"Red Herring" is slang for the S-1
filing, the document compiled for the Securities and Exchange Commission
when a company wants to go public
. It's from that slang term that the Red Herring financial magazine got its name.
Red Herring the magazine is run by Tony Perkins (not the actor) and is famous for a flip attitude and elbow-rubbing insider's perspective. It covers technology business: start-ups, established public companies, venture capital. Perkins has expanded the Red Herring business to include conferences and newsletters.
The magazine's coverage of startups got particularly tiresome during the dot-com boom, as Red Herring became a little too willing to suck up to the New Economy. During this time they hired dozens of reporters, most of whom were let go about a year later when the dot-com crash came around.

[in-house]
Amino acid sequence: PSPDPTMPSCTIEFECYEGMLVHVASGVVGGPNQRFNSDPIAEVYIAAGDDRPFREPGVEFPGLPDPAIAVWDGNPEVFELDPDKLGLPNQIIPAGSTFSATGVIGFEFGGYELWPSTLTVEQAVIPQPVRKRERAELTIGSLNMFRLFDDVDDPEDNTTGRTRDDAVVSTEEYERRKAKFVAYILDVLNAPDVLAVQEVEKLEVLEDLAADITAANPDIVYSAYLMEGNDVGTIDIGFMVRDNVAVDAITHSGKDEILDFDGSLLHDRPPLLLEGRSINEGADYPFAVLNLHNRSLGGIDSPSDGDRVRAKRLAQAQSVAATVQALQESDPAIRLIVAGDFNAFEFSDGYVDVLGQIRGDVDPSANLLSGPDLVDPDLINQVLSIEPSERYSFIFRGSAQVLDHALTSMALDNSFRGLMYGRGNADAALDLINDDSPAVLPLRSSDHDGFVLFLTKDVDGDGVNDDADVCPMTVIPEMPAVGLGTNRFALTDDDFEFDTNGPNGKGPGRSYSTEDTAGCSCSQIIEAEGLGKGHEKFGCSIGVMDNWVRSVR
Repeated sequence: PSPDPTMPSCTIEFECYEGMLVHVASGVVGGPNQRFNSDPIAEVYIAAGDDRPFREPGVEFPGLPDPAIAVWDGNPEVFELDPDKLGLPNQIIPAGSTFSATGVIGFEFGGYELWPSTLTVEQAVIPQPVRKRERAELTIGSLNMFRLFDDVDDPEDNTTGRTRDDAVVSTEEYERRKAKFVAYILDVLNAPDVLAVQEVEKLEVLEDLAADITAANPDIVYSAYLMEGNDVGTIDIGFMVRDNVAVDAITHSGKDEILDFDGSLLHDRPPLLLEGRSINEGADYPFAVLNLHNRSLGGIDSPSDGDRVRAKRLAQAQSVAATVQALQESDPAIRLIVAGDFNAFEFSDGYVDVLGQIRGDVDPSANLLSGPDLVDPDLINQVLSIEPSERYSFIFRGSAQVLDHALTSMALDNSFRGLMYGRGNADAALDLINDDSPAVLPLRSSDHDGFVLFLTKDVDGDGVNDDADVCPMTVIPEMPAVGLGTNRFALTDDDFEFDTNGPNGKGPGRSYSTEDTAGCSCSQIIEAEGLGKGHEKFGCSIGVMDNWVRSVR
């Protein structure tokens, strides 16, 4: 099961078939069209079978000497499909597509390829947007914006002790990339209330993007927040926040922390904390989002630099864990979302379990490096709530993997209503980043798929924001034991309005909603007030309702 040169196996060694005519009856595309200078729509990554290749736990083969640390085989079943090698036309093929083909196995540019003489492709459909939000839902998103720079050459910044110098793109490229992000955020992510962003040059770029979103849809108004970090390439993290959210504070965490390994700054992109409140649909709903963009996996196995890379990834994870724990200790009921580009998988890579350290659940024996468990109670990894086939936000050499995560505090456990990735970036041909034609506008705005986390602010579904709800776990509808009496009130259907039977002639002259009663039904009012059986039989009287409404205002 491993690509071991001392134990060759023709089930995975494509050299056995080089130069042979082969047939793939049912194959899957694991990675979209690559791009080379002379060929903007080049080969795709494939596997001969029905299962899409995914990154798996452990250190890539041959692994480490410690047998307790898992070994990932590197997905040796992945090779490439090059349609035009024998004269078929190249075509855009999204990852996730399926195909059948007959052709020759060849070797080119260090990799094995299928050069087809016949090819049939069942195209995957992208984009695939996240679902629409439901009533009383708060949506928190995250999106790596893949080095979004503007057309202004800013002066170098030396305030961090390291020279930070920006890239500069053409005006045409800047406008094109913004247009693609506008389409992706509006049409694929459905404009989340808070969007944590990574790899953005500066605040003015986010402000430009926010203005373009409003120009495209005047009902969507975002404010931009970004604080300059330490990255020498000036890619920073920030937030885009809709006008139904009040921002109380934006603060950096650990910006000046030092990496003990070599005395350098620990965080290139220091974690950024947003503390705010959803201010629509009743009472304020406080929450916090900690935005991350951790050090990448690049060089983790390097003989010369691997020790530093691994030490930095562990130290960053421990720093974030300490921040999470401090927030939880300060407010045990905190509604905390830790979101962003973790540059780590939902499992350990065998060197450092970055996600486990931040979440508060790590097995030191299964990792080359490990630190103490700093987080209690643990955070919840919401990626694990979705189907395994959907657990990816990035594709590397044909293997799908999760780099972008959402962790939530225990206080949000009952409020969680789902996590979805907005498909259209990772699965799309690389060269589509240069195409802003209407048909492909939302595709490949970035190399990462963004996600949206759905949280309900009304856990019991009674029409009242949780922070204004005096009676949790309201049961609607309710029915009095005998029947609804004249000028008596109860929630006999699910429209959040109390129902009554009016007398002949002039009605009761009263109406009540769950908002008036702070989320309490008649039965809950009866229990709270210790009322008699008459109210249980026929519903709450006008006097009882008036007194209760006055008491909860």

To their credit, they never completely lost their healthy skepticism. Exhibit A: Every April, they would run a special April Fool's Day article touting some glorious new start-up that didn't exist. They'd load the article with hot buzzwords and lots of tempting technobabble, and then -- this is the best part -- include a picture of the young, entrepreneurial staff. The picture was of the Red Herring editors themselves. Later, they'd print the letters from people who wanted to invest in the company or buy its products. It was hilarious. I doubt they'll continue to do it, given that the joke is out.